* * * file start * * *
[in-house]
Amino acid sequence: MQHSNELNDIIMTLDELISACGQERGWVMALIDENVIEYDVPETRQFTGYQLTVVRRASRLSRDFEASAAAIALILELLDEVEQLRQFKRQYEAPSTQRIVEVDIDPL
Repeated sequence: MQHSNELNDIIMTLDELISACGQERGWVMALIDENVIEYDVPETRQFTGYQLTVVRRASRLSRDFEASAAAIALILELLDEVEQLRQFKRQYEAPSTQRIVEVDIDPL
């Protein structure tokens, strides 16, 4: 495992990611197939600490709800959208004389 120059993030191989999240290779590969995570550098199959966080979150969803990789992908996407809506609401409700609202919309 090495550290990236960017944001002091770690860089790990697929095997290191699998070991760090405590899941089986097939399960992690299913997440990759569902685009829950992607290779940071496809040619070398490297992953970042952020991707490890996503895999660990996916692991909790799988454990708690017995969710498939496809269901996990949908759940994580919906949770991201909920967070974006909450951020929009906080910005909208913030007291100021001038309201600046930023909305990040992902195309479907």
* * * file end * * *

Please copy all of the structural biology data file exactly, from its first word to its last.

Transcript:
[in-house]
Amino acid sequence: MQHSNELNDIIMTLDELISACGQERGWVMALIDENVIEYDVPETRQFTGYQLTVVRRASRLSRDFEASAAAIALILELLDEVEQLRQFKRQYEAPSTQRIVEVDIDPL
Repeated sequence: MQHSNELNDIIMTLDELISACGQERGWVMALIDENVIEYDVPETRQFTGYQLTVVRRASRLSRDFEASAAAIALILELLDEVEQLRQFKRQYEAPSTQRIVEVDIDPL
């Protein structure tokens, strides 16, 4: 495992990611197939600490709800959208004389 120059993030191989999240290779590969995570550098199959966080979150969803990789992908996407809506609401409700609202919309 090495550290990236960017944001002091770690860089790990697929095997290191699998070991760090405590899941089986097939399960992690299913997440990759569902685009829950992607290779940071496809040619070398490297992953970042952020991707490890996503895999660990996916692991909790799988454990708690017995969710498939496809269901996990949908759940994580919906949770991201909920967070974006909450951020929009906080910005909208913030007291100021001038309201600046930023909305990040992902195309479907």